North Korea is using ransomware attacks on the healthcare sector as a way to enhance their cyber operations against the U.S. and South Korean governments, said joint alert from the US and South Korea.
This CSA provided an overview of the continued attacks by on the healthcare sector by the North Korean state-sponsored threat actors. The authorities also warned the Healthcare and Public sector against the Maui and H0lyGh0st ransomware used in DPRK ransomware campaigns and how the threat actors were using the ransom to further espionage.
The advisory highlighted that the healthcare, and public health sector must be safeguarded with a sector-specific plan since all sectors of the economy rely on and work together with other sectors.
The National Infrastructure Protection Plan (NIPP) outlines the steps to secure national infrastructure along with increased resilience and reduced vulnerabilities.
State-sponsored cyberattacks on the healthcare and public health sector
The United States National Security Agency (NSA), the US Federal Bureau of Investigation (FBI), the US Cybersecurity and Infrastructure Security Agency (CISA), the U.S. Department of Health and Human Services (HHS), the Republic of Korea (ROK) National Intelligence Service (NIS), and the ROK Defense Security Agency (DSA) referred to as the ‘authoring agencies’ are urging the healthcare sector to stand against increased cyberattacks through the “stop ransomware movement”.
The healthcare and Public healthcare sector have been warned against the Democratic People’s Republic of Korea (DPRK) state-sponsored ransomware and the use of the Maui ransomware that has been used to target healthcare.
Maui ransomware is an encryption binary of which the sample SHA256: 5b7ecf7e9d0715f1122baf4ce745c5fcd769dee48150616753fec4d6da16e99e was examined. It was found that it requires manual execution and encrypts with AES 128-bit encryption.
Similarly, Killnet has also been targeting the healthcare and public health sector and even left a threat for US congress to release personal data. A 23-year-old Killnet member was arrested in May 2022 for cyberattacks on the Romanian government websites.
The NIPP 2013 to secure the healthcare and public health sector
The NIPP, which was released in 2006 and later revised in 2009, claims to meet the Presidential Policy Directive (PPD) 21: Critical Infrastructure Security and Resilience, 2013. The PPD called for greater cybersecurity with the collaborative effort of the Federal government and the critical infrastructure operators teamed by the SLTT entities.
The PPD-21 introduced the joining of the federal agency called Sector Risk Management Agency (SRMA) to work for the security of the 16 critical national infrastructures. It includes defense, emergency, communication, food, healthcare, transportation, and water among others.
Several other steps and tools have been made available for the larger critical infrastructure community such as courses created by the Federal Emergency Management Agency (FEMA) Emergency Management Institute.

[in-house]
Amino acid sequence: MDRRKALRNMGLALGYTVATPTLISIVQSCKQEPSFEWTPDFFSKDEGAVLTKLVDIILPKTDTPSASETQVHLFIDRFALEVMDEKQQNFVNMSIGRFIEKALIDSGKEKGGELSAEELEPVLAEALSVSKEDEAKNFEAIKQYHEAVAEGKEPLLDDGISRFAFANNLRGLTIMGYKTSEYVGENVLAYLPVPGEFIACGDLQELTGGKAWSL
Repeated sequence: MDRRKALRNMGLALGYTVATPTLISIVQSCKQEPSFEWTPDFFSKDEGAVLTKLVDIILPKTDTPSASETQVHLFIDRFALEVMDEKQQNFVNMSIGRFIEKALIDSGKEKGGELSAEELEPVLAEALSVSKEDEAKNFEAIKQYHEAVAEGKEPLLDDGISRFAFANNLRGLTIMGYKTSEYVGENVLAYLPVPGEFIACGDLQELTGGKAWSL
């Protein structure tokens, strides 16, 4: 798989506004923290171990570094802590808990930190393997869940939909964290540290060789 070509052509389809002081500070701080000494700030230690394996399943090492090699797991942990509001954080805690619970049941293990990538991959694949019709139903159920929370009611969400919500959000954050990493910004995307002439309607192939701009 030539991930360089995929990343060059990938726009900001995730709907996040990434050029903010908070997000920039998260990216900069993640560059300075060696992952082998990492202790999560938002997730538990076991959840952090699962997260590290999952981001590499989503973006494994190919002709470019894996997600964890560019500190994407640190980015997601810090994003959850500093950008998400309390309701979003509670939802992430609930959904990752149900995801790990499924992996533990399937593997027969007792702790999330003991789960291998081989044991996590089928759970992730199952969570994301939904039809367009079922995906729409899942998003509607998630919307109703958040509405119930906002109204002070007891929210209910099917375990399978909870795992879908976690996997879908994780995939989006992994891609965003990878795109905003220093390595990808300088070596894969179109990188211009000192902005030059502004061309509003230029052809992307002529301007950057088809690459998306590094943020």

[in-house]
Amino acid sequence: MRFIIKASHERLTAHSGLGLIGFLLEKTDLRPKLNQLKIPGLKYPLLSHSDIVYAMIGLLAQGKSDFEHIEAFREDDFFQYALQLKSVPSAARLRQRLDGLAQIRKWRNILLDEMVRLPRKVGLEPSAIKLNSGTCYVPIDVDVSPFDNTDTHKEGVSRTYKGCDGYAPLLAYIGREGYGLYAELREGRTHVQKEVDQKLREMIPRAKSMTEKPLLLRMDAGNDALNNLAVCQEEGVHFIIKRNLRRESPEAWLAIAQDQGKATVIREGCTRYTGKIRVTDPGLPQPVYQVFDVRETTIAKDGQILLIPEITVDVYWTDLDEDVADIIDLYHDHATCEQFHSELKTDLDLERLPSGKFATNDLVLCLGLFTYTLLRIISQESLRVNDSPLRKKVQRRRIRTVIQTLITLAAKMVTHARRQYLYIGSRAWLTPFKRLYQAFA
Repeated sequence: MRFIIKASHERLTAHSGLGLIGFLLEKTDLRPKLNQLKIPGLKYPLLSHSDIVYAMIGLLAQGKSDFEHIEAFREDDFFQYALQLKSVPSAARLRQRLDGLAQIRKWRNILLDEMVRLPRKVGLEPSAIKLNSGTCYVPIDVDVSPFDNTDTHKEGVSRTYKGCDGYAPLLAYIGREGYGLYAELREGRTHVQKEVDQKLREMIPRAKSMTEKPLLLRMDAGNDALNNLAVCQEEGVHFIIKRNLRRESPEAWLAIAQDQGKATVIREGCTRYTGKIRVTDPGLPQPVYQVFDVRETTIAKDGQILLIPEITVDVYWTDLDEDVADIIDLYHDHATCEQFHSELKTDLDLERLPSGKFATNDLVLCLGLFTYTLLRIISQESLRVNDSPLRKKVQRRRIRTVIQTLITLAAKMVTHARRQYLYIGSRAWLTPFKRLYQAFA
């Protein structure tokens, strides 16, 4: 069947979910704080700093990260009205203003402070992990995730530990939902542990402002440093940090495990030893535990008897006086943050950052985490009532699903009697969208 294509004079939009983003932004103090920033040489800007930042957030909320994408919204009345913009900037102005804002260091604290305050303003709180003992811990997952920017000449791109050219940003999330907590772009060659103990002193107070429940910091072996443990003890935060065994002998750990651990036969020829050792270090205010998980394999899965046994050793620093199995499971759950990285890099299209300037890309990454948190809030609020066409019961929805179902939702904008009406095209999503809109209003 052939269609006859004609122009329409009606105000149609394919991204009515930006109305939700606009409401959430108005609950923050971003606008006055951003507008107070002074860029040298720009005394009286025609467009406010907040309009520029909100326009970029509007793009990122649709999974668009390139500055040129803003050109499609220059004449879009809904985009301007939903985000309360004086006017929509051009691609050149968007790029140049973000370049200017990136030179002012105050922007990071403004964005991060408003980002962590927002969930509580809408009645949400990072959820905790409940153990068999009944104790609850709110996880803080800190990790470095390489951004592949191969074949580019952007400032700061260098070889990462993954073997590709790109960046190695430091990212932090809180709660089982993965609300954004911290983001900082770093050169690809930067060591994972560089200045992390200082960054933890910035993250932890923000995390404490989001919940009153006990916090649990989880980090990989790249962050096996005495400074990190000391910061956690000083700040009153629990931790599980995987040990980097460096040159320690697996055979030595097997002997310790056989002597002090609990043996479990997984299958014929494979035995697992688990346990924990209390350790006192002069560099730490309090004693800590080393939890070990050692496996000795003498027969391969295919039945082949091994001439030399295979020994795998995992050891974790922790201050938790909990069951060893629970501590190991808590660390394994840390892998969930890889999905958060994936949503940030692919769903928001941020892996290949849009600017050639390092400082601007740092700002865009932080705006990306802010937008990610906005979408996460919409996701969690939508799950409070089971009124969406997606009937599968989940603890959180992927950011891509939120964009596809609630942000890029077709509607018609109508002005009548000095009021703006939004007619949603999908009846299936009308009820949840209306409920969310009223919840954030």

The blueprint also maintains the best practices and guidelines on what to do before and after an attack including collecting audit logs and maintaining storage that complies with the management audit logs management process, as a response to a ransomware attack.
Here are some steps noted in the ‘Know Your Environment’ category in CISA’s blueprint on handling ransomware attacks:
- Keeping a clear enterprise asset inventory’
- Maintaining a software inventory with title, publisher, initial install data, etc.
- Making sure that the authorized software is always supported
- Keeping ready a data management process collecting sensitive data including the owner of the information, data retention limit, reviewing of the data annually, etc.
The US government, law enforcement agencies, and the guardians of security are making every effort to secure the healthcare and the public health sector with refined policies, and collaborative efforts from various agencies.
The American Hospital Association (AHA) has been pondering over the use and potential misuse of artificial intelligence in healthcare and the Public Healthcare Sector.
It detailed how AI may not provide the best transparency or accountability of outcomes leading to data dubious security standards, within the resources available. The AHA has also put forth three proactive steps that healthcare can take to secure their IT systems.
To have a broader strategy for reimagining health care, the following three key steps were highlighted in the AHA transformation talks:
- Assessing applications and codes provided by third-party including HER vendors and medical device manufacturers.
- Having a control network to monitor networks for suspicious traffic to the health care critical infrastructure.
- Conducting regular tests to find gaps in security controls, vulnerability scanning, and pentesting, to have the speediest remediation against cyber incidents and threats.